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Fanfare Ciocârlia: “We decided to enjoy life more and that’s what makes the music and the sound of our band”

From Zece Prajini village, Romania, to the biggest stages of the world. With more than 2.500 concerts in 80 countries, Fanfare Ciocarlia is one of the most appreciated brass bands in the world. They will sing at Jazz in the Park, July 1st, in the Central Park of Cluj, in a concert with free access and non-mandatory tickets.

Oprica Ivancea and Costica „Cimai” Trifan answered a few questions for us:

Fanfare Ciocârlia has become a well-known Balkan music band. You are considered pioneers of the Balkan Brass and Balkan Beats genres. Where did you get the desire to play this music genre from?

Oh really, is that so? Honestly that was not a wish nor a decision, but rather based on the fact that we kept the tradition of our forefathers alive. And just as our forefathers experienced golden times and local successes with their brass music, we entered the global music business with the right music at the right time. And that makes us very happy.

Have you acquired the music and desire to play from the family or how did talent manifest in your case?

Well, frankly, we have only met the expectations of our fathers and families, and at the tender age of 5 – 6 have taken the tools of adults into our hands. This is a tradition with us and we have followed it – luckily! Besides, there was nothing better to do in the village anyway. You could choose: either to work on the fields or to make music. Well we have taken our decision….

Tell us a little bit about the band members. Where do they come from and how did you get to be part of the same team. What holds you together?

We all grew up together in Zece Prajini and know each other from childhood on. When the elderly went to perform at weddings during the weekends, we all got together and played as a band on the surrounding hills for hours. And we dreamed of endless engagements at weddings, mountains of money we bring home to our parents, and we hadthe dream of playing better and faster than our fathers and brothers. That united us and that was actually the starting signal for the founding of our own band – many years later.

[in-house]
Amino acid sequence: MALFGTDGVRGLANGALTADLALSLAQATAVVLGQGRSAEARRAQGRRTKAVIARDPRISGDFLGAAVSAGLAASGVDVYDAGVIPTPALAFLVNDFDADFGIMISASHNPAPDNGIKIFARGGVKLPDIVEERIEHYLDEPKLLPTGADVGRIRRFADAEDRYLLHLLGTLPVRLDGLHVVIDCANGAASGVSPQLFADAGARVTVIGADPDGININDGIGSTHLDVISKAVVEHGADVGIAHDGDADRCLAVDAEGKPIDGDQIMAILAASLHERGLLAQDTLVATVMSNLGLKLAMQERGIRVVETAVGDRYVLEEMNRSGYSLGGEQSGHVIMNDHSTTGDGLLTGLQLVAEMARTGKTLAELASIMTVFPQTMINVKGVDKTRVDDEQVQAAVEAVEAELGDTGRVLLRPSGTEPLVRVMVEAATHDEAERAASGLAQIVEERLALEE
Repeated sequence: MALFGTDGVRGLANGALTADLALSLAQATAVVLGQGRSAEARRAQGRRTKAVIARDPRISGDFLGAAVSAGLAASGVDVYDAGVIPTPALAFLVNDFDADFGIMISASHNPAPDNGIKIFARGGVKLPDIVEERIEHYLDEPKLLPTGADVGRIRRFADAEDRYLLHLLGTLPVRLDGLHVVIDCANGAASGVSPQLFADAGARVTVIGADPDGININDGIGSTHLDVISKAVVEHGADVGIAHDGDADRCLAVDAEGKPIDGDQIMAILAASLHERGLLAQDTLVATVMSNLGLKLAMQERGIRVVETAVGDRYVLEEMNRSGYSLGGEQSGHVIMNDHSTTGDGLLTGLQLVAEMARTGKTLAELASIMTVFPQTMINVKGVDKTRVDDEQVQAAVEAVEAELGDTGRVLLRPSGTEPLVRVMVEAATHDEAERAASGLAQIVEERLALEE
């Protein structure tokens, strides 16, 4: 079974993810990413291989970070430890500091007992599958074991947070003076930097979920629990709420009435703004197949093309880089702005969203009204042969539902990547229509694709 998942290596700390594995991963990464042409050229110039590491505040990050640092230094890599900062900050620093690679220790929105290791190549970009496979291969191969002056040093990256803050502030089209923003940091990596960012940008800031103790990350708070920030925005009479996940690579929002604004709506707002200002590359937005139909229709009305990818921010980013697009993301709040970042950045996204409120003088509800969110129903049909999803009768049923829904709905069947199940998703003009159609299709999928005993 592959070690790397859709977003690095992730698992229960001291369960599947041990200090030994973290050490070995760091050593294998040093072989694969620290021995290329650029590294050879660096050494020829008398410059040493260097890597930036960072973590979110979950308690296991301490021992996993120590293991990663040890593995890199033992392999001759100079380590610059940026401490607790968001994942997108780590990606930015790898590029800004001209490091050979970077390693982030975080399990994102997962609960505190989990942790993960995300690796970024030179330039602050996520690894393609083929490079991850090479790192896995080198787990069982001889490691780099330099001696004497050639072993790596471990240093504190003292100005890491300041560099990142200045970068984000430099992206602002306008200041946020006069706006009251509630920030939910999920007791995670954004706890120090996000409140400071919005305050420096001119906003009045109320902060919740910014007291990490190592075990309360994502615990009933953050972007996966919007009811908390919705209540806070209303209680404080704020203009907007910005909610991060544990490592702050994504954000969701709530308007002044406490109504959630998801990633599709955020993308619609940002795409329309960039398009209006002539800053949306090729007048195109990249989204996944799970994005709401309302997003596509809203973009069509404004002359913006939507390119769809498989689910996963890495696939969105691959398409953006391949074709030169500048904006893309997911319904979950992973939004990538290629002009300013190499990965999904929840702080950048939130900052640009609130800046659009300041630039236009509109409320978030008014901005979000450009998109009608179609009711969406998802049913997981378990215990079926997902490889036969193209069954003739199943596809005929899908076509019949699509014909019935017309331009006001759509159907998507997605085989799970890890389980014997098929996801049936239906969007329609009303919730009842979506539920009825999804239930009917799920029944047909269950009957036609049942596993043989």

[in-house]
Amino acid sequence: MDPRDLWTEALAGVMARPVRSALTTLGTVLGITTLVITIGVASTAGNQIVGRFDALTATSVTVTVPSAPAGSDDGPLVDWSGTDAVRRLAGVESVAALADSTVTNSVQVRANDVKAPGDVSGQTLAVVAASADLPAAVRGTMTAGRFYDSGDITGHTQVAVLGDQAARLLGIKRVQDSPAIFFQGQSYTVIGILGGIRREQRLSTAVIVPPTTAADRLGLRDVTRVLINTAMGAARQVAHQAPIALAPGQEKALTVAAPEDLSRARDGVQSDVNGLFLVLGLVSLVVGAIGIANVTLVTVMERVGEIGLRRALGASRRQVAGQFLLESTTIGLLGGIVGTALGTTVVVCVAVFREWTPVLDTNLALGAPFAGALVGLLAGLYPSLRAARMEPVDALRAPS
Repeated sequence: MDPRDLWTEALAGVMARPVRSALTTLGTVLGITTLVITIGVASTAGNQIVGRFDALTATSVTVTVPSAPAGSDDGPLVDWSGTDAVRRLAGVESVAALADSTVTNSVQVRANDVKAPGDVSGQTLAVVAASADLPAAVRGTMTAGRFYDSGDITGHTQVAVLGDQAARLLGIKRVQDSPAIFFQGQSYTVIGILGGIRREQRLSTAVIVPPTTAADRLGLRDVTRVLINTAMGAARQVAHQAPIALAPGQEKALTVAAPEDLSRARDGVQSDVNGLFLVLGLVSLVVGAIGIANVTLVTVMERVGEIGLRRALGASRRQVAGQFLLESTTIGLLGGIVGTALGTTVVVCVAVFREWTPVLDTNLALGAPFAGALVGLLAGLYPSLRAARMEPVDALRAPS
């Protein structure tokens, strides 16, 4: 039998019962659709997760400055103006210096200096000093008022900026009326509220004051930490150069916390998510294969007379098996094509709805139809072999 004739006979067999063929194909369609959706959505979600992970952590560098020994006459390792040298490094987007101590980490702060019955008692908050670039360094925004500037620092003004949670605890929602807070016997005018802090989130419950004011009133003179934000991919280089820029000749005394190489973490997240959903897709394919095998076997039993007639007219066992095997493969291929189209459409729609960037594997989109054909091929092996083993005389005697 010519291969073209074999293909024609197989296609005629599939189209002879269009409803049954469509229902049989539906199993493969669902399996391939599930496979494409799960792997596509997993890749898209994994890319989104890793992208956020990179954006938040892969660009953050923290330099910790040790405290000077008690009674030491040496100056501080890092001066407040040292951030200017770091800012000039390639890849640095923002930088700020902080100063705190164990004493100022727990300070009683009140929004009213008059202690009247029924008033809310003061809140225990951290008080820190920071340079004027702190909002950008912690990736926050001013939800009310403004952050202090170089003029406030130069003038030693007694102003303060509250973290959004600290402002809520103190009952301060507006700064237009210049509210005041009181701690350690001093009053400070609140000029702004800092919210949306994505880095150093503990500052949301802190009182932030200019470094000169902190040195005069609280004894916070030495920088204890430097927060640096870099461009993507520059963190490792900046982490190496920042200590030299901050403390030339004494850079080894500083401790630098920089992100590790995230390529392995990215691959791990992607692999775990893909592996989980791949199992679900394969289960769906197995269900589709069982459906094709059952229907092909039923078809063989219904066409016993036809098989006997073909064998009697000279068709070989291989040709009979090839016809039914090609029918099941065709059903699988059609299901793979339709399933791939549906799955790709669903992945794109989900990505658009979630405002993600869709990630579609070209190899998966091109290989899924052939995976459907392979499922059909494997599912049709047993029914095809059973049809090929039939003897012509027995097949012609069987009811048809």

Could we say that you have fulfilled your dream? Did you hope/wish to be an artist/musician one day? What were your professional aspirations and how did music change your destiny?

Our dream came true in 1996 when Henry Ernst – our current manager and producer discovered us. The first international tour took place in 1997 and was a huge success. Let’s say a whiz start with fiery trumpets, metaphorically speaking. We had dreamed a lot but every believed? That would have been like believing in a trip to the moon – it is possible for everybody – but very unlikely. Well and today we are already on the way to Mars after 2500 concerts on 5 continents – just look at the cover of our latest  album release.

Do you keep in touch with the inhabitants of the Zece Prăjini Village? What’s a day back in the village like? Does your family still live there?

Yes of course! 6 members are still living in the village and the rest have houses there, where they retire, especially in the summer. Be it, to enjoy the village life, to rehearse or simply to reminisce. The village life is very contemplative and slow – in Zece Prajini you can still experience what the word “time” means…

What are the characteristics of the Roma culture? How are these characteristics felt in your music?

You can probably talk about this topic for hours and the characteristics are sure to differ, depending on the country and its culture where Rroma lives. Anyway, music is a very important part of our life as Rroma. Music is to be heard from the morning to the night, on all important and unimportant occasions. Music has been given to us, so to speak, with breast milk and we feel and think with and trough music. Oriental music pleases our nation very much and Bollywood music but also Flamenko is the cherry on the cake. Music is the common language of our scattered nation – whether we live in Russia, Ireland or Spain. Joie de vivre and pain are the main themes for us Gypsies. Well, we as a band decided to enjoy life more and that’s what makes the music and the sound of our band.

How would you characterize your music in one phrase/sentence? How is it like?

Fast, rhythmic, wild, powerful, humorous, a bit kafkaesk, entertaining, earthy, honest